Over the years, I've had many discussions with God about this. "Why Bubba? Why me? What were you thinking?!" I'm always amused by the comments from other people. I'm sure they mean it or are at least trying to comfort me. But someone always says, "God only gives a child like this to someone special." No offense to all you sincere people who have said this but it makes me want to laugh. There is nothing about me that makes me anymore capable of handling this than you. The only reason I'm able to deal with everything that Bubba can throw at me is that he is MY son. If he was yours, you'd find a way to deal with it, too. You wouldn't have a choice. You love your children. If Bubba was yours, you'd find a way to deal with the biting, kicking, screaming fits, sleepless nights, comments and stares from others, the frustration and feelings of helplessness, depression, guilt, sadness. You, too, would read everything you can find about Autism until you find yourself educating your pediatrician. You would give up social events for a few years until you knew that you could be gone for more than an hour without a babysitter calling you to come back home. Whatever it took, you would do it.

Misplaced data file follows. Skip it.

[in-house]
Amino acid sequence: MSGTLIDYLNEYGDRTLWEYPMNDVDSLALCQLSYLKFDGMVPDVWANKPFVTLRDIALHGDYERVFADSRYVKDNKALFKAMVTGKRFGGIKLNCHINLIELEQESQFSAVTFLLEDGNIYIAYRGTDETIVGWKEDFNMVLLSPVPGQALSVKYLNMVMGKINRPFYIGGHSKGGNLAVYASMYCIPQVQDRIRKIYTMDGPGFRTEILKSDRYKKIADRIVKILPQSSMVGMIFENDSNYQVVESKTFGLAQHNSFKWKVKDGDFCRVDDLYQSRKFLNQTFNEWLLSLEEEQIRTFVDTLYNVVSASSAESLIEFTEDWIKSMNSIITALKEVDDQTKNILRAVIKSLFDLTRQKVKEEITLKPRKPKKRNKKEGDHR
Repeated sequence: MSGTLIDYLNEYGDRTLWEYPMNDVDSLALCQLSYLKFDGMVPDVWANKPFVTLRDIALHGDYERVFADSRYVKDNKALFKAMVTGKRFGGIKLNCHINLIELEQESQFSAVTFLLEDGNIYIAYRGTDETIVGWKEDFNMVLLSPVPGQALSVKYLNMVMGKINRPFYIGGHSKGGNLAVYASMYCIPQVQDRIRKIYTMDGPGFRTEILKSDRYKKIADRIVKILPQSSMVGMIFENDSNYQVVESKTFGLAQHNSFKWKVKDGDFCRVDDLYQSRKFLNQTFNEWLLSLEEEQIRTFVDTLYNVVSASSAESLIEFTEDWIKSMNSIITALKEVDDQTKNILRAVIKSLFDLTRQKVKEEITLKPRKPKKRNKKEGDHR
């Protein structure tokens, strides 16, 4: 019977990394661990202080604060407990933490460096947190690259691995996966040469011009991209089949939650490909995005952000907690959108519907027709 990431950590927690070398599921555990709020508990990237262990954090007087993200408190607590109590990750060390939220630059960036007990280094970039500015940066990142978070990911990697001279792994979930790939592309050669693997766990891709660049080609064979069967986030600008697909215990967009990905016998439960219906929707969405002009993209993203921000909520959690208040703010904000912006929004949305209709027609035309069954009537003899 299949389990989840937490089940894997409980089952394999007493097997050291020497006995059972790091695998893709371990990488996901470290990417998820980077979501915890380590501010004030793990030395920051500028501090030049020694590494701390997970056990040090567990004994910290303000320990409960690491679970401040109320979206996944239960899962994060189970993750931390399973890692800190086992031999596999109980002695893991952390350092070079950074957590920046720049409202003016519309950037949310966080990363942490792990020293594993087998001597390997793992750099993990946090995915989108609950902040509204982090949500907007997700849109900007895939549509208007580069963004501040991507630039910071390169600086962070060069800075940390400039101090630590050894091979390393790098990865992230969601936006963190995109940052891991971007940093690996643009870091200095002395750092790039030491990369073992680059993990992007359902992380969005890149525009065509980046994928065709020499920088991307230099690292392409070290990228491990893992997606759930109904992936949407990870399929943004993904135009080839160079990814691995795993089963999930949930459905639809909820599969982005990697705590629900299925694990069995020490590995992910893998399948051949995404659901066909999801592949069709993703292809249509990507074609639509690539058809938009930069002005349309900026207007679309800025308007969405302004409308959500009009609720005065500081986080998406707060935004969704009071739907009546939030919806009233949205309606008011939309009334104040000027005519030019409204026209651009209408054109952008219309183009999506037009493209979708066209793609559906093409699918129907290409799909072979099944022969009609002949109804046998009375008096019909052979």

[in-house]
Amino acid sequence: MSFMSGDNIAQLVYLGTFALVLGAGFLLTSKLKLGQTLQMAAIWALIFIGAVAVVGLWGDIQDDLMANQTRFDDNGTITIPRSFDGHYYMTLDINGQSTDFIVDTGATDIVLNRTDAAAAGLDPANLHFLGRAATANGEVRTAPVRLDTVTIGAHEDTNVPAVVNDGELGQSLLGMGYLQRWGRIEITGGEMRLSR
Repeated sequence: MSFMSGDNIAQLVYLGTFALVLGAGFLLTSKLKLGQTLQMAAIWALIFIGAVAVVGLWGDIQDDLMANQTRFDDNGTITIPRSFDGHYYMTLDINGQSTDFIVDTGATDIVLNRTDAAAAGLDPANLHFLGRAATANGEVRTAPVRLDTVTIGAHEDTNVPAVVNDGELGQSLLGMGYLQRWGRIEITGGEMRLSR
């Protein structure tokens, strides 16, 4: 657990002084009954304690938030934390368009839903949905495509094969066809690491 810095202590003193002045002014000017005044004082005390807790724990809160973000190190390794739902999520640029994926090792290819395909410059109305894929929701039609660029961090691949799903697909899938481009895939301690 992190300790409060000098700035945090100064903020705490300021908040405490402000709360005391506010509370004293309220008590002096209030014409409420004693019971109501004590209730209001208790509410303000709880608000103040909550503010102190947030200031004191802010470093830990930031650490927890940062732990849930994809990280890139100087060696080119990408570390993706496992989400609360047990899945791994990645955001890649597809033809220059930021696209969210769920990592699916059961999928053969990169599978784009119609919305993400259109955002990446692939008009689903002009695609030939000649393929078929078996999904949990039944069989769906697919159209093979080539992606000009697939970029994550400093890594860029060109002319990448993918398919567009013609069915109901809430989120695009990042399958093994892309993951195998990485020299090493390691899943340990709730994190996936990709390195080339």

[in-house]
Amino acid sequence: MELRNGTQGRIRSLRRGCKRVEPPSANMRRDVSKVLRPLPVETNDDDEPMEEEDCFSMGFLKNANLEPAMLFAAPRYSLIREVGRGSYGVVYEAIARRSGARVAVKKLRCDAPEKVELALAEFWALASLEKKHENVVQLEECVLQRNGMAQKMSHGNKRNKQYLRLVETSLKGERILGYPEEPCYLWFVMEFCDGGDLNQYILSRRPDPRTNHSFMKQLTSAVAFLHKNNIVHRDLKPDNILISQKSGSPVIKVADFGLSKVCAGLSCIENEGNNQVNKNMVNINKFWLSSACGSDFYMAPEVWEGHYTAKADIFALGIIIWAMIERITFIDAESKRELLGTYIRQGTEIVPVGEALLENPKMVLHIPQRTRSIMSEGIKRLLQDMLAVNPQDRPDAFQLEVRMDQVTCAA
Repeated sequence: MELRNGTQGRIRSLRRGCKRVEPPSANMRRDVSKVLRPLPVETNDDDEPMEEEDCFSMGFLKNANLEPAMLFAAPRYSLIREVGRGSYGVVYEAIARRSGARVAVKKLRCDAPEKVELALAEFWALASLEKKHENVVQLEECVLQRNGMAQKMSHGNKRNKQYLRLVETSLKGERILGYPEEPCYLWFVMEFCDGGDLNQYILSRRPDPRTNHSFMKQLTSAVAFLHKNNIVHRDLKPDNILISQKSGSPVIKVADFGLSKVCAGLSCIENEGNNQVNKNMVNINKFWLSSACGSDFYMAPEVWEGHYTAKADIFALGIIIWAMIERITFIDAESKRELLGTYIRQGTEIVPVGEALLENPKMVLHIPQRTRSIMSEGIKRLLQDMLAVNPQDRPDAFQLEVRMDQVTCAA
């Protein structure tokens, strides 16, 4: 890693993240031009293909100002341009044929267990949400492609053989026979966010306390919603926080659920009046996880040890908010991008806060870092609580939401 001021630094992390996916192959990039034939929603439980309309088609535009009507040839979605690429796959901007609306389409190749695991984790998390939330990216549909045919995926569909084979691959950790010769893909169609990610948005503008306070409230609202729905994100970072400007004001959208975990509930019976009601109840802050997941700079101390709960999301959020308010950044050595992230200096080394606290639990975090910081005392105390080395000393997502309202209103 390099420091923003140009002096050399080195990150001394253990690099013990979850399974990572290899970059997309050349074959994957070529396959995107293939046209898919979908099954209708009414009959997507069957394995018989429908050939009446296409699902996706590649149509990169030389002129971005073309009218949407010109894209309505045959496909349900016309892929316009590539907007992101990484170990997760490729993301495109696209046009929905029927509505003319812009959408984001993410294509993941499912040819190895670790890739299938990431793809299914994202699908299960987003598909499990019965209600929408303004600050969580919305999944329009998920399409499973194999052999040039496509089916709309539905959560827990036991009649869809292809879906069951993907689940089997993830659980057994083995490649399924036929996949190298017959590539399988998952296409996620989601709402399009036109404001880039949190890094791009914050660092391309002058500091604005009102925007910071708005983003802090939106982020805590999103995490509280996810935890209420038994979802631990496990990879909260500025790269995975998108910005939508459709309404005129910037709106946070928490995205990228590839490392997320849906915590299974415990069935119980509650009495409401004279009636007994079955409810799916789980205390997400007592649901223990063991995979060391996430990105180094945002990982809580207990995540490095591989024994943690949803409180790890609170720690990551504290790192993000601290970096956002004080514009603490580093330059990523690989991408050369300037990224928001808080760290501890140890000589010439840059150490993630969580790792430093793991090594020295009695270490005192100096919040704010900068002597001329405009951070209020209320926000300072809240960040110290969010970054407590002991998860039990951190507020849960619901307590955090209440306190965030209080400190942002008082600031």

I don't believe that God chose me to be Bubba's mother because I was some great person who could handle all this gracefully or even better than others. However, I do believe that in dealing with his Autism, I am becoming a better person and a better mother. I have more patience than I would have ever thought possible. Every accomplishment is cause for celebration. I am alot more aware of the little things that go on because, for a long time, the little things were all I had. If I hadn't gone through all this with Bubba, I wouldn't have recognized similar sensory issues in his brother, Howdy.


When you speak to someone who is dealing with a disability or even some kind of tragedy what you hear so many times is, "It's not the way I planned it, but now I wouldn't have it any other way." It's true that it's not the way I would've planned it. But I have to tell you, in all honesty, I would have it another way. I know that God is accomplishing great things through us and our journey and our dealings with other people because of Bubba's Autism. But if I had a choice, even now when he's almost 8 and doing unbelievably well and better than our highest hopes, I would still choose not to deal with Autism. I've never heard anyone say that and I've only ever told my husband. I often wonder if there are other moms who feel the same way. I feel no guilt in saying it, it's the truth. Instead of being praised for "rising to this challenge" that God has given me or being thought of as someone "especially chosen" for this task, I would prefer to be the mother of a "typical" kid. But God has other plans for me and I believe He chooses better than I ever could. I often send up a prayer of bewilderment at His decisions but it is His decision nonetheless. I love my son and will spend my life making sure he grows up to be everything that God wants him to be.

1 comment:

  1. You walk a road that not many people can, with strength, and grace and patience. We all love Bubba, just the way he is. We are very proud of the mother you have become and the son you are raising. We love you honey.